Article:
An Essay on Belief


I’m a stalwart advocate of the separation of Church and State.  It’s an absolute no-brainer.  God has no place in government.  That’s not an opinion, it’s an established rule.  And it’s a very good one for very good reasons.  These reasons shouldn’t be up for debate but we are humans and we debate about everything.

Why should there be no debate, you ask?  What gives me the right to say that? Well it’s all there in the First Amendment.

“Congress shall make no law respecting an establishment of religion, or prohibiting the free exercise thereof; or abridging the freedom of speech, or of the press; or the right of the people peaceably to assemble, and to petition the Government for a redress of grievances.”

Quite a few of our forefathers really knew what they were doing.  They said to themselves we started coming here because of religious persecution.  We wanted to be free to make our own choices on what we believe and not allow kings and queens to interfere.

So there it was, James Madison made sure it was right at the top of the list.  He knew if it wasn’t there we’d fall into the same trap as our ancestors.  Madison actually was a lot wordier about it than the passage that made it into the Bill of Rights.  But, even back then, Congress could be a little lazy so they shortened it up into a nice neat little package.  Why would anyone need more than that?  Well, that brings us to the here and now and if the forefathers could see the current atmosphere we live in they would’ve kept Madison’s original text.  Which is this:

“The civil rights of none shall be abridged on account of religious belief or worship, nor shall any national religion be established, nor shall the full and equal rights of conscience be in any manner, or on any pretext, infringed. The people shall not be deprived or abridged of their right to speak, to write, or to publish their sentiments; and the freedom of the press, as one of the great bulwarks of liberty, shall be inviolable. The people shall not be restrained from peaceably assembling and consulting for their common good; nor from applying to the Legislature by petitions, or remonstrances, for redress of their grievances.”

So it was wordier and they sought to condense it but imagine how much easier things would be if it was left alone.  For those that may have skipped it, it says not only will we not establish a national religion but people’s individual religious beliefs can not infringe on someone else’s life.

People always have a lot to say about the Second Amendment but they sort of glance over number one. That’s the way our country is though, always worried about what might be taken away they don’t look at what we already have.

We have built-in instructions on how to be a loving, considerate nation albeit in a condensed format.  I’d love to see Madison’s original piece added back to the First Amendment.  The forefathers greatly underestimated how some American’s would devolve over the years.  They were like, “Madison, we don’t have to be that specific. They’ll get it.”  Now Madison’s somewhere shaking his head, saying, “I told you guys.”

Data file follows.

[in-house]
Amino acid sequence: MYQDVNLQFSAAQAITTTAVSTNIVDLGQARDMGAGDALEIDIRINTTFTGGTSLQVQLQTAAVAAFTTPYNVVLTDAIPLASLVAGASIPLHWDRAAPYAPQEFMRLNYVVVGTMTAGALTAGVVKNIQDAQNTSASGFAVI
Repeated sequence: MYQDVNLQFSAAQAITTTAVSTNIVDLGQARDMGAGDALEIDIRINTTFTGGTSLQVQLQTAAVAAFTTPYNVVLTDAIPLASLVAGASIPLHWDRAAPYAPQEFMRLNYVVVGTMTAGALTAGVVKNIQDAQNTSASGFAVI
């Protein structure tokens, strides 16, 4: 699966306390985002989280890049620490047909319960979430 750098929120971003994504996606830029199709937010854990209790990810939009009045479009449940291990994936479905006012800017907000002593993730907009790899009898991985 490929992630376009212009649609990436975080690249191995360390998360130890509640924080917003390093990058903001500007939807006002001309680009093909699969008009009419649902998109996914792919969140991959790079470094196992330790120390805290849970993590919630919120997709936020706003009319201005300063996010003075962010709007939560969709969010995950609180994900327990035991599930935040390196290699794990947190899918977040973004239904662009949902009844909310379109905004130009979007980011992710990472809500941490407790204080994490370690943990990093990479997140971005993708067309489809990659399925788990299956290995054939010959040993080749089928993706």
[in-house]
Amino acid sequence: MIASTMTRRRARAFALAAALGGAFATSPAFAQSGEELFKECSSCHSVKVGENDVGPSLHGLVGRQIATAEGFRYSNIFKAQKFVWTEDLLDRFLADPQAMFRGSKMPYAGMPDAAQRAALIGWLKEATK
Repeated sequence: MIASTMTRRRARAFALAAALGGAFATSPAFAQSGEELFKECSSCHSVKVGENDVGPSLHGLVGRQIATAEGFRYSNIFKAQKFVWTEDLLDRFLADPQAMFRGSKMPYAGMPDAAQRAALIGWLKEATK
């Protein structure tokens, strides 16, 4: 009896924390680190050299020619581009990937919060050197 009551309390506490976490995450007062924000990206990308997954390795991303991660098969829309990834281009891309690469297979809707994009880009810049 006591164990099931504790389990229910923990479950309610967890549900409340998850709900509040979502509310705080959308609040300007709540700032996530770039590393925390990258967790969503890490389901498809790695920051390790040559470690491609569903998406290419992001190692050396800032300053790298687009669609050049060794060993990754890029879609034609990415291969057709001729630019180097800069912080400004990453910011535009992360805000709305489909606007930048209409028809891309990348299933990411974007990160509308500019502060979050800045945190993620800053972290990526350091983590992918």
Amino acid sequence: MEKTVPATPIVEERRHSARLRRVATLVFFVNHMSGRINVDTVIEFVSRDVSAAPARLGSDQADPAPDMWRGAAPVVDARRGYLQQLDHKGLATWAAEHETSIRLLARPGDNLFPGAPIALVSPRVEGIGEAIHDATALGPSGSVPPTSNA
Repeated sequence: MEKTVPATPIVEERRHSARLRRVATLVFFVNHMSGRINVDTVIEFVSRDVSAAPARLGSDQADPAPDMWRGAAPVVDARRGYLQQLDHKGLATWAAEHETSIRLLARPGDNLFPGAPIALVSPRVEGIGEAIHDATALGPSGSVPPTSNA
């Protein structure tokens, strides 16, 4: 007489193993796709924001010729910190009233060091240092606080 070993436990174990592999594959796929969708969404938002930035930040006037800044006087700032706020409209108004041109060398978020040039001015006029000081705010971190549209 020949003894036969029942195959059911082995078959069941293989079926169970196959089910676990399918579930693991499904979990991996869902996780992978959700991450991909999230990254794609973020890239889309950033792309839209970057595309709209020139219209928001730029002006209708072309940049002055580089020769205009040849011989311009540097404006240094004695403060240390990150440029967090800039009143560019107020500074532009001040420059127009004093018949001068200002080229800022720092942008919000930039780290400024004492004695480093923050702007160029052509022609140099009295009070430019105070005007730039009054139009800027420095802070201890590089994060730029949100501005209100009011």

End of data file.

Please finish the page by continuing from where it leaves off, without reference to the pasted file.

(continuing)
It should have been pretty self-explanatory but simple issues can become complex problems when in the hands of simple people.  Their minds automatically go into defense mode, wondering how allowing everyone to live their life how they see fit will step on their toes or the toes of their God.  Some of these people care so much about their toes they trample all over everyone else’s.

The operative words above are “their God”.  That’s the reason the First Amendment exists. Their God doesn’t equal My God, or His God. Or Their Choice not to believe in God.  We are a multicultural nation.  We always have been; we always will be.  So I don’t say God has no place in government to undermine anyone’s beliefs, I say it because it has to be that way.  Because the question becomes whose God is the right one and that’s an unanswerable question.

One person’s religion or belief system is neither better nor worse than anyone else’s.  This is what people forget or choose to ignore.  I personally can’t put my faith in an ancient book that’s been passed down for generation to generation. (Hasn’t anyone ever played the telephone game.  The original message is never the same.) I certainly can’t put my faith behind any religion that promotes hate over love.  I can’t put my faith behind or follow anyone that argues I’m right and everyone else that doesn’t believe the same is wrong.   Again, personally, I don’t think anyone should because there’s no certainty in life.  There’s no 100% guarantee of anything.

If I’m wrong and you’re right I’ll be the one burning in Hell or whatever, that’s my business not yours.  I would much rather make sure people aren’t living in Hell here on Earth than what may or may not happen to me after I’m dead.  And for those ultra-religious folks out there, how do you know I don’t get these ideas from God.  You don’t.  I don’t.  That’s like asking where do ideas come from, what makes us creative, or how does imagination work.  No answers.  You may believe the answers are out there or in a book, and believing that gives you comfort, so that’s what works for you.  But one person’s comfort zone is not universal.

When people get hung up on who’s right and who’s wrong they forget none of us really know.  Maybe you’re right, maybe I am, maybe we both are a little or maybe we’re all wrong.  Or maybe it doesn’t matter, maybe we’re all in this together so we should learn to share and be open-minded.  Wouldn’t that be something?




Filed under Poetry

2 responses to “An Essay on Belief

  1. Your essays are really thought provoking and intriguing 🙂 a nice read


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